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  • Greene 52 Powell 51

    Asafa Powell became 2nd man with 50 lifetime sub 10.00 seconds 100 meters performances at Rome last week. It took him just six years to do this.

    He's now one behind Maurice Greene for all-time record. Greene took 8 years.

    Greene:

    1997 = 8
    1998 = 8
    1999 = 9
    2000 = 6
    2001 = 7
    2002 = 5
    2003 = 1
    2004 = 8


    Powell:

    2004 = 9
    2005 = 4
    2006 = 12
    2007 = 8
    2008 = 15 *
    2009 = 3

    * single season record

    Powell also has record 25 sub 9.90s. Only 3 other men have that many lifetime sub-10s.

  • #2
    He's still got plenty of races in him this season, plus i reckon 2-3 more years running very quickly and hopefully he will carry on competing untill he's old and keep running sub 10's till he's well into his 30's. May as well get a very impressive number of sub 10's.

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    • #3
      Isnt Greene at 53? Regardless Powell will give 2 more 9.8s by end of this month.

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      • #4
        We al know the difference here. In those 8 years we have 3 World golds, an olympic gold and bronze medals, and complete dominance of the event. In 2000 I believe he went undefeated too.

        Asafa will run far more than than Mo has run, that has never been a question to me. Asafa is a time machine. He clicks them off in all fashion and all conditions. Not sure if he has years left in him but he has this year and we will see some spectacular times before he rides off into the sunset

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        • #5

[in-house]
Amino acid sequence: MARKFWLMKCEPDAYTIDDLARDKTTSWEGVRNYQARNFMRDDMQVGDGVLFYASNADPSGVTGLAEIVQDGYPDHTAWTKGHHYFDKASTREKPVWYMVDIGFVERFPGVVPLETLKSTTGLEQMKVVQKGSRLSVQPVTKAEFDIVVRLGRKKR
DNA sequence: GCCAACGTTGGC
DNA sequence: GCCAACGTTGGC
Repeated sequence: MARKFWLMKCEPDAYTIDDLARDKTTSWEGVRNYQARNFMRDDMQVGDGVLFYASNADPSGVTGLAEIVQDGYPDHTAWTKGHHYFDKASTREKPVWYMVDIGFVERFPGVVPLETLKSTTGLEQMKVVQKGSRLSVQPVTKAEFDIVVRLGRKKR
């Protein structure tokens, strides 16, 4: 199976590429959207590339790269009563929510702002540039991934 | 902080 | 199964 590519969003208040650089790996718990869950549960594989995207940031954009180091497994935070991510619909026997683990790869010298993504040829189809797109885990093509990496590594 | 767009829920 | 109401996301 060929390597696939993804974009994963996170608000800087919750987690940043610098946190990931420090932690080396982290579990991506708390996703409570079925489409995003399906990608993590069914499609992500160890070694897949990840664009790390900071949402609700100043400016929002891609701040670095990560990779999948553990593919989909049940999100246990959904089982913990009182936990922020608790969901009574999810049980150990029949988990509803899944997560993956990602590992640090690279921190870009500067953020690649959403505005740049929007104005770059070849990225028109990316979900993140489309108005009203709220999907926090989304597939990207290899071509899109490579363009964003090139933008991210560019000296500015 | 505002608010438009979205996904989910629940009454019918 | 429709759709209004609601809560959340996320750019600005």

Originally posted by Smoke
          We al know the difference here. In those 8 years we have 3 World golds, an olympic gold and bronze medals, and complete dominance of the event. In 2000 I believe he went undefeated too.

          Asafa will run far more than than Mo has run, that has never been a question to me. Asafa is a time machine. He clicks them off in all fashion and all conditions. Not sure if he has years left in him but he has this year and we will see some spectacular times before he rides off into the sunset
          He's a tenth ahead of where he was last year at this point, i dont see him slowing down one bit... if he stays injury free a mid 9.6 is a definite.

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          • #6
            asafa could be the first man that run 100 times under 10 if he stays healthy ......this year he should drop 57to60 subs...knowing that the man is only 27 i believe he has 6 years left and if greene ran 9 years under 10 why not him ...guys remember that christie ran a sub at 37years old ??? so why not asafa ?
            DO YOUR BEST!!!

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            • #7
              Originally posted by track_expert
              i dont see him slowing down one bit... if he stays injury free a mid 9.6 is a definite.
              That's just what I was thinking. I definitely think he can get faster, if he has the will. He SEEMS complacent, but he can't be, to have gotten this far. I think Bolt, Gay, Powell (and Dix!!!) are all capable of 9.6s! :shock:

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              • #8
                Originally posted by doctor sprint
                asafa could be the first man that run 100 times under 10 if he stays healthy ......this year he should drop 57to60 subs...knowing that the man is only 27 i believe he has 6 years left and if greene ran 9 years under 10 why not him ...guys remember that christie ran a sub at 37years old ??? so why not asafa ?
                Christie was only 35 when he ran his last sub 10. Still impressive as hell though.

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                • #9
                  I don't know exactly what all of this means, by that I mean the all-time mark for sub 10's.....I mean really 10.01, 10 flat is speed, just like a 9.9.

                  I would venture to say, that Asafa would trade ALL those sub 10's for a major gold, including his W/R times.
                  on the road

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                  • #10
                    Originally posted by Speedfirst